First of all, latin names really "simplify" taxonomy, this might shock some of you ! But a shell (a vegetal, an animal or a mushroom) is always called by local populations by various names. This means that a particular specie may have several local names (vernacular names). We woul have then to learn all the different names, in many different languages, to understand each other... We still use binominal nomenclature since Linné and it is "universal" (worldwide should be more true...). The first of these two names is the generic name wich is written with block (first) letters. The genus regroups all of the species wich have close anatomical features. The second name is the species name and must be written without block letters. The species regroups all the similar specimens being able to breed. These two names will also be followed by the author's name and the denomination year (after a comma). Linné is the only author who has the privilege of having his name abbreviated to the first letter.

Example : Cypraea bistrinotata Schilder & Scilder, 1937

To help classify mollususcs, subgenus were used too to simplify huge genus. (Block letters).
In our example Cypraea bistrinotata Schilder & Scilder, 1937 belong to the Pustularia Swainson, 1840 subgenus.

Example : Cypraea (Pustularia) bistrinotata Schilder & Scilder, 1937

In the same way we also use subspecies names. (No block letters).

Examples :
Cypraea (Pustularia) bistrinotata bistrinotata Schilder & Scilder, 1937
Cypraea (Pustularia) bistrinotata mediocris Schilder & Scilder, 1938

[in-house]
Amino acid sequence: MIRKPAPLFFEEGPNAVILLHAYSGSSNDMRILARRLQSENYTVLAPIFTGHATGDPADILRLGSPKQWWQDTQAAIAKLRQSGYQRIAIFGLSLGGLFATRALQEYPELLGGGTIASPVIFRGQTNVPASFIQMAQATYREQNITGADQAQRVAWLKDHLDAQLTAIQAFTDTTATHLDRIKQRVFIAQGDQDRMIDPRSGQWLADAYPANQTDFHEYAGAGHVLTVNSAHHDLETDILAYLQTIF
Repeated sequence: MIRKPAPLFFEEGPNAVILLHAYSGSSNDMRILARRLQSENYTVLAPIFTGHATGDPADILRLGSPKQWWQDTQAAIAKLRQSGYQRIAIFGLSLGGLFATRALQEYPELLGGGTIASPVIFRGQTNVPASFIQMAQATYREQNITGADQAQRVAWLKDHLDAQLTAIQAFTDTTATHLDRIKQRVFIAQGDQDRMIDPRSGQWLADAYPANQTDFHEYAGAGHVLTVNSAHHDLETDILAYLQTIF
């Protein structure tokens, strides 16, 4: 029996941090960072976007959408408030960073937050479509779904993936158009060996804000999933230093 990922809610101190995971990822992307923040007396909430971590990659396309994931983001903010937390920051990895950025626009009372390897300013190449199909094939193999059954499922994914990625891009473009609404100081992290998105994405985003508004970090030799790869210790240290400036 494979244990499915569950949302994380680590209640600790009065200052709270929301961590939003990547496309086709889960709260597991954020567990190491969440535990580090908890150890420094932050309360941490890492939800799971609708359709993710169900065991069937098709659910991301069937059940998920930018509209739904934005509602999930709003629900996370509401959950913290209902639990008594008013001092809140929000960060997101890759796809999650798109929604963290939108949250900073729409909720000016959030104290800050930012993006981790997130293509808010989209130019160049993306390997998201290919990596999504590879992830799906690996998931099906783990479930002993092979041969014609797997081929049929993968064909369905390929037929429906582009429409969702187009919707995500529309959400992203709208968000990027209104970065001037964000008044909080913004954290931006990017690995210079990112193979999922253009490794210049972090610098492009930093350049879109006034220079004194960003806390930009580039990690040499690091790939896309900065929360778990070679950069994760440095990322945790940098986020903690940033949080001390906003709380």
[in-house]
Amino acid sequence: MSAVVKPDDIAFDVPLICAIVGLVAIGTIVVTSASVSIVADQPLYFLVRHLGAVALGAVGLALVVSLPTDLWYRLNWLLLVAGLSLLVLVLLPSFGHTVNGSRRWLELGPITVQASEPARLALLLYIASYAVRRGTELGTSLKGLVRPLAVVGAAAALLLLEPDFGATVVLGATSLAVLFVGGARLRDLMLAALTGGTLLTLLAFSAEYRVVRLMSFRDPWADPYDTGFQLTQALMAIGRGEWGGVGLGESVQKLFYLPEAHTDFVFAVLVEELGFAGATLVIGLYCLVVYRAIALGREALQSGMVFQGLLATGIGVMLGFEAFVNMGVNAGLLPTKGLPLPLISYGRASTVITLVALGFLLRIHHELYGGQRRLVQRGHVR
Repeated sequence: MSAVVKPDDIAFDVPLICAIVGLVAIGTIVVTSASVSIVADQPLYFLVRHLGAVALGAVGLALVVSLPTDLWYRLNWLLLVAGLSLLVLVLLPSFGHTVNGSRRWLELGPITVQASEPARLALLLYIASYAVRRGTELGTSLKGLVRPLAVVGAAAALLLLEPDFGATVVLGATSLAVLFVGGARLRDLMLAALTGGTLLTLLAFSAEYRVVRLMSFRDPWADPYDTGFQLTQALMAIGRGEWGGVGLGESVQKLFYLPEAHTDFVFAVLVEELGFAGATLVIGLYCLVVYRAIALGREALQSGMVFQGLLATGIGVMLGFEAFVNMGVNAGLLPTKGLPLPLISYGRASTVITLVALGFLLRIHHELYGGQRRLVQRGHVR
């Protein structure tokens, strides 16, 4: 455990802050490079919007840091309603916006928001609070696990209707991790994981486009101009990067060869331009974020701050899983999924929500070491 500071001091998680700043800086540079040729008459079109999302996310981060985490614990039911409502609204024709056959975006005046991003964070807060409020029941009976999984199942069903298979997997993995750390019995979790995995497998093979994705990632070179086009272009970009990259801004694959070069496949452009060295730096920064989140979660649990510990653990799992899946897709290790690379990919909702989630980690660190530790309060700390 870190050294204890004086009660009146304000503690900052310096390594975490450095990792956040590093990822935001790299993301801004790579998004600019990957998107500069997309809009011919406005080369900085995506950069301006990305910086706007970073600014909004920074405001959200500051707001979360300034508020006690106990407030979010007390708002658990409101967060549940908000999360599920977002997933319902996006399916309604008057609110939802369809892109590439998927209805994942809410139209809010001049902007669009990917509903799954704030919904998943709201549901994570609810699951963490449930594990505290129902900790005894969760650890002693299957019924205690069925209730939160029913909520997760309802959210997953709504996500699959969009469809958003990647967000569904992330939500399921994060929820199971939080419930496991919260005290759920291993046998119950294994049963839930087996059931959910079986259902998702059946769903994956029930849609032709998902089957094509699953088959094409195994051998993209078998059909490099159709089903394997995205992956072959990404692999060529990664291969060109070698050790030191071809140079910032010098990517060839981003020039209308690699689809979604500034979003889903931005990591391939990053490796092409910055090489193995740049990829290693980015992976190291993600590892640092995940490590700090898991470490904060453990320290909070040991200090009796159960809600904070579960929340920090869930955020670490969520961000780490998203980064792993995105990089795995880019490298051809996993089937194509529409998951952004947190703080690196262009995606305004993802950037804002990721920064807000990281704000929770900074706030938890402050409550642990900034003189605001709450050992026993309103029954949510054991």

In the same way, we also use formas names (f.). forms are not recognized anymore by the International Code of Nomenclature though (since 1960). They are for collectors a great help anyway !

Example : Cypraea (Cribrarula) cumingii cumingii f. cleopatra Schilder & Schilder, 1938

With the revision of the systematic, many species are displaced from a genus to one other and in this case the author's name and the denomination year will be written into brackets.

Example : Triton tritonis Linné, 1758 became : Charonia tritonis (Linné, 1758)

To sum up we have :


Nomina Nuda = n. m.
When there is no known attached description or when there is an invalid one, then the species has a nude name. These names should ne avoided of course but are often used in articles...
This latin word should be used when the species name is unknown. It is recommanded to use this name instead of a wrong one...
It is the specimen used by the author to first describe a species.
If the author has several specimens, then he can (should) add some more one called paratypes.
When an holotype is destroyed or lost, a paratype is choosen to replace the holoype and is called lectotype.
When an holotype is destroyed or lost, and if no paratypes where given by the author, then one typical specimen is chosen and becomes the neotype
Carl von Linné